Lillian’s machine has been damaged, but before that she was making UGX 190,000/= per month and she managed to rent some land and expand on her plantation. Lillian has 3 acres of land where she cultivates maize. The challenge of her damaged machine has crippled her business but she is looking forward to taking it for repair; there are no experts in Bweyale who can repair her machine. A mother of a two month old child, Lillian has struggled to be independent as her husband is in South Sudan.

Lillian in her plantation in the settlement


In April 2011, RMF initiated the Panyadoli Vocational Training Institute (PVTI) at the Kiryandongo Refugee Settlement after being presented by the refugee community with issues surrounding the lack of skills and vocational training for students graduating from the settlement high school.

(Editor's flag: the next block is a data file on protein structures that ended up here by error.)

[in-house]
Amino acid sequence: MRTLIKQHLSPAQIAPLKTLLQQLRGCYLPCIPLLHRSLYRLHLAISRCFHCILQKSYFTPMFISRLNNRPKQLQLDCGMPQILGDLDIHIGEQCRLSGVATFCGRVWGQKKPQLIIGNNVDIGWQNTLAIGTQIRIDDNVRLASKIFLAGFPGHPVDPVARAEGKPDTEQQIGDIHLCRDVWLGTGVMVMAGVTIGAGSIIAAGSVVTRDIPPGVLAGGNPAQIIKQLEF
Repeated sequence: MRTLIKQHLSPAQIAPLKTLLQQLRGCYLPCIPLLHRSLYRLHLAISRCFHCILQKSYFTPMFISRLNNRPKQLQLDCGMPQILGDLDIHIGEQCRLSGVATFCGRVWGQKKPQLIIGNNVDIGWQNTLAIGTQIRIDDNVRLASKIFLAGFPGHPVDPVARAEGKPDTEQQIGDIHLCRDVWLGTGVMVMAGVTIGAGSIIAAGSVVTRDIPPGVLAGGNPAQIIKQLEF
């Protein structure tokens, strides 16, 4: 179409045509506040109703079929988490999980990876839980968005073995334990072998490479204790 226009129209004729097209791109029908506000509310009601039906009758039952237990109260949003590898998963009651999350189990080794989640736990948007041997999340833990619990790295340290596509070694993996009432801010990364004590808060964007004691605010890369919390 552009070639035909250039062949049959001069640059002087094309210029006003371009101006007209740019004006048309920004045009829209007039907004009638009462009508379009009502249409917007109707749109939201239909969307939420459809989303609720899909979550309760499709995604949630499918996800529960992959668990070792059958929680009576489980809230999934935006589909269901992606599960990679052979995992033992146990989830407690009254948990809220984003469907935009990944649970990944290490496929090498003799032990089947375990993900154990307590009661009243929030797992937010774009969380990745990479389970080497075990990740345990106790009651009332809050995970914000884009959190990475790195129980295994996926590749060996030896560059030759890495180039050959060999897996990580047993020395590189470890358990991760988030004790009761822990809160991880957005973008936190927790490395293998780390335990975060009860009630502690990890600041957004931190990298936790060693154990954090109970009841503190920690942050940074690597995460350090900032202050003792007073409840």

After researching which skills would provide the quickest earning opportunities and the most efficient economic investment requirements for RMF, we narrowed the programs down to:

  • Hairdressing and Beauty Therapy
  • Bricklaying and Concrete Practice
  • Carpentry and Joinery
  • Tailoring and Garment Cutting


  • To train the refugees with relevant vocational training skills
  • To prepare the refugees for the work world with entrepreneurial skills for both employment and self-employment
  • To prepare refugees with basic skills that they shall use for nation building when returning to their home country
  • To foster a cycle of improved economic stability and opportunity in the region